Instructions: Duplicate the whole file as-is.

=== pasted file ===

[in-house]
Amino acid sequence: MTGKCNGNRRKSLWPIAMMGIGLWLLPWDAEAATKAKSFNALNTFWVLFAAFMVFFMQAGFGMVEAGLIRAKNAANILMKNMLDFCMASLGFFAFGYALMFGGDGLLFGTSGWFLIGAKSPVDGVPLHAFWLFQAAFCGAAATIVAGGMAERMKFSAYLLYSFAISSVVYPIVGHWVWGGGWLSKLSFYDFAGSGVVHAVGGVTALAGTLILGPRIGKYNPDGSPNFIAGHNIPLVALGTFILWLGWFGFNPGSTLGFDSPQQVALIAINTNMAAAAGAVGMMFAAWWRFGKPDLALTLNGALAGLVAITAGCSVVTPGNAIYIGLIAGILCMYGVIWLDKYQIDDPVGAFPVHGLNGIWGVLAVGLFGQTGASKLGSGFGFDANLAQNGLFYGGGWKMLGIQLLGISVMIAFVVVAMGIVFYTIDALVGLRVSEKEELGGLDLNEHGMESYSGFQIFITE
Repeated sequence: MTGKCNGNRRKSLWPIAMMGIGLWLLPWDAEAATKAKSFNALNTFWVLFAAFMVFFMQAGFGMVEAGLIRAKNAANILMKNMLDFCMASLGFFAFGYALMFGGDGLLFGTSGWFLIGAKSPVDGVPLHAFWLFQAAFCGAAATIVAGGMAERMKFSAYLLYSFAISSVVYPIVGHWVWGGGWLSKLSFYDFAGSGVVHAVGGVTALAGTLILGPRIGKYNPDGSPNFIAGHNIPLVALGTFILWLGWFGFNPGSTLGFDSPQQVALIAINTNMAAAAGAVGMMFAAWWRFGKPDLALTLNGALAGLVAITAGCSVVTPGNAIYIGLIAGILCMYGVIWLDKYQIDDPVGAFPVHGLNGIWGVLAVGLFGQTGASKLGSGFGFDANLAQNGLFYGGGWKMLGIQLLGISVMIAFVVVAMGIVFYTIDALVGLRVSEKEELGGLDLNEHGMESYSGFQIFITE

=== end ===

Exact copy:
[in-house]
Amino acid sequence: MTGKCNGNRRKSLWPIAMMGIGLWLLPWDAEAATKAKSFNALNTFWVLFAAFMVFFMQAGFGMVEAGLIRAKNAANILMKNMLDFCMASLGFFAFGYALMFGGDGLLFGTSGWFLIGAKSPVDGVPLHAFWLFQAAFCGAAATIVAGGMAERMKFSAYLLYSFAISSVVYPIVGHWVWGGGWLSKLSFYDFAGSGVVHAVGGVTALAGTLILGPRIGKYNPDGSPNFIAGHNIPLVALGTFILWLGWFGFNPGSTLGFDSPQQVALIAINTNMAAAAGAVGMMFAAWWRFGKPDLALTLNGALAGLVAITAGCSVVTPGNAIYIGLIAGILCMYGVIWLDKYQIDDPVGAFPVHGLNGIWGVLAVGLFGQTGASKLGSGFGFDANLAQNGLFYGGGWKMLGIQLLGISVMIAFVVVAMGIVFYTIDALVGLRVSEKEELGGLDLNEHGMESYSGFQIFITE
Repeated sequence: MTGKCNGNRRKSLWPIAMMGIGLWLLPWDAEAATKAKSFNALNTFWVLFAAFMVFFMQAGFGMVEAGLIRAKNAANILMKNMLDFCMASLGFFAFGYALMFGGDGLLFGTSGWFLIGAKSPVDGVPLHAFWLFQAAFCGAAATIVAGGMAERMKFSAYLLYSFAISSVVYPIVGHWVWGGGWLSKLSFYDFAGSGVVHAVGGVTALAGTLILGPRIGKYNPDGSPNFIAGHNIPLVALGTFILWLGWFGFNPGSTLGFDSPQQVALIAINTNMAAAAGAVGMMFAAWWRFGKPDLALTLNGALAGLVAITAGCSVVTPGNAIYIGLIAGILCMYGVIWLDKYQIDDPVGAFPVHGLNGIWGVLAVGLFGQTGASKLGSGFGFDANLAQNGLFYGGGWKMLGIQLLGISVMIAFVVVAMGIVFYTIDALVGLRVSEKEELGGLDLNEHGMESYSGFQIFITE